It’s been 20 years since the release of “Schindler’s List,” Steven Spielberg’s haunting film about the Holocaust, and special attention is being focused on it this week, on the eve of Yom HaShoah, which commemorates the victims of the Holocaust.
It tells the story of Oskar Schindler, a German industrialist and Nazi party member who saved the lives of more than 1,000 Jews. The film was epic in scale. Nearly 30,000 people worked on it. Much of it was shot amid the remnants of the Jewish ghetto in Krakow, Poland, and part of it filmed on an ambitiously realized set that was a replica of a forced labor camp, complete with 34 barracks and seven watchtowers. (It was built from scratch using the original 1940s archival blueprints.) The film, which runs more than three hours, was nominated for 12 Academy Awards and won seven, including picture, director, and original score — the latter for searing theme music by John Williams, which featured violinist Itzhak Perlman.
It was hardly the first time the story of the Nazi genocide had been portrayed in film, at least as a backdrop, including the dramas “Sophie’s Choice” in 1982 and “Au Revoir Les Enfants” in 1987. In 1985, there was Claude Lanzmann’s 9½-hour documentary, “Shoah,” which told the story through interviews with survivors, witnesses, and former Nazis. But “Schindler’s List” made the Holocaust accessible for the first time to a broad swath of the public. When it was first shown in Boston, it drew enormous crowds: Globe photographer John Tlumacki was assigned to photograph the long lines of moviegoers queued up to get in, and he recalls that many of them were already in tears.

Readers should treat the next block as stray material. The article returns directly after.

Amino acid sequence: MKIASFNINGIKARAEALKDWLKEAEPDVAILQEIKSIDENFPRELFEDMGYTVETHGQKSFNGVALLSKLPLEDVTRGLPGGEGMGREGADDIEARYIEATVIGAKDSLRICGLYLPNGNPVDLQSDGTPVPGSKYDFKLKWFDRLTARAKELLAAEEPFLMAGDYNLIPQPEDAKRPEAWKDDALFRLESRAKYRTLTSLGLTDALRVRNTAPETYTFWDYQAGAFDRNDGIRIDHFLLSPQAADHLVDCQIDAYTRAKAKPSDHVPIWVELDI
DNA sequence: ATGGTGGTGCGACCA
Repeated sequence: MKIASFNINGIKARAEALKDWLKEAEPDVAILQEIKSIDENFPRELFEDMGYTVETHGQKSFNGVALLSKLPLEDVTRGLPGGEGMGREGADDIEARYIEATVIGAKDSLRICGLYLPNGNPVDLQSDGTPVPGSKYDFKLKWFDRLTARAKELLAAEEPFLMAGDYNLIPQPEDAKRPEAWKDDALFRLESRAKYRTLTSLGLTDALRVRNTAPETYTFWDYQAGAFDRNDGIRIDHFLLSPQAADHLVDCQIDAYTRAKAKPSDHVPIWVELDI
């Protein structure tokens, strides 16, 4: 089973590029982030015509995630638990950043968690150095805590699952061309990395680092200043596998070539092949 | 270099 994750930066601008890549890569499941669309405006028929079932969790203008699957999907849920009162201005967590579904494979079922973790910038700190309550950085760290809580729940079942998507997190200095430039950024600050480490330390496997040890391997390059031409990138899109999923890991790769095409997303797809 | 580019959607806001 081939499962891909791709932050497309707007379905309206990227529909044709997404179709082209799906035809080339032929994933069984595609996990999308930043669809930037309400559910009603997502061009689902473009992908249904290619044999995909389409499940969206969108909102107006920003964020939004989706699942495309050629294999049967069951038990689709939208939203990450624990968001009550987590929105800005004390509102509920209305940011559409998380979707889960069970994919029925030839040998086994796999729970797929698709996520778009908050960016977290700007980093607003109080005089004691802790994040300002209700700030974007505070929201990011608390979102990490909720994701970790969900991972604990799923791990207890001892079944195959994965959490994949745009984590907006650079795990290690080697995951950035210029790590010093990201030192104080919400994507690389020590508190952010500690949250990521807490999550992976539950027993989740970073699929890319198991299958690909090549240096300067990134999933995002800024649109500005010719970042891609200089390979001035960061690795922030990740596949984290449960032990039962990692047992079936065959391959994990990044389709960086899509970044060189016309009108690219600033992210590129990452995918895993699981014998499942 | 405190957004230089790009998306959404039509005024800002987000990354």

“The film resonated because there had not yet been, in popular culture, a strong figure who could help navigate the complexities of what it meant to come out of the Holocaust,” said Stephen D. Smith, executive director of USC Shoah Foundation — the Institute for Visual History and Education, which was founded by Spielberg in 1994 after being inspired by the stories of the survivors he met in Poland during filming. Its mission was to videotape the first-person accounts of Holocaust survivors and other witnesses.
“Audiences were able to follow the vagaries of Schindler’s life, a Nazi who was profiteering but who ultimately did the right thing. People grabbed onto the coattails of Schindler’s character and went through his journey, and at the end came through it with some sort of — I don’t want to use that word redemption — but of hope that not all was lost. ‘Schindler’s List’ gave permission for people to speak about the Holocaust on a number of different levels. It also gave survivors permission to tell their stories.”
Yet, among critics, there was no consensus on what to make of it, owing at least in part to the fact that some couldn’t seem to evaluate “Schindler’s List” apart from the context of Spielberg’s work in the pop domain. A review in the Globe called it “a triumph of existential immediacy,” while another sniffed at the “dramatic artifice” and “shameless” ending. One New York Times critic declared that Spielberg displayed “an electrifying creative intelligence [and] made sure that neither he nor the Holocaust will ever be thought of in the same way again.” Another suggested he was either an “idiot savant” or “a misguided bar mitzvah boy.”
The past 20 years may have answered that question. Spielberg is a man who has the means to make things happen, and he made the USC Shoah Foundation happen. During its first two decades, it’s collected and indexed more than 50,000 testimonies of survivors of the Holocaust and other genocides. And this week Spielberg announced the creation of a new Center for Advanced Genocide Research at the University of Southern California to study why mass violence occurs and how to prevent it.
And it all got started with “Schindler’s List” — very possibly the most ambitious bar mitzvah project of all time.
“Schindler’s List” screens Sunday at 6:30 p.m. at the West Newton Cinema, hosted by Temple Beth Avodah. Admission is free.Linda Matchan can be reached at email@example.com.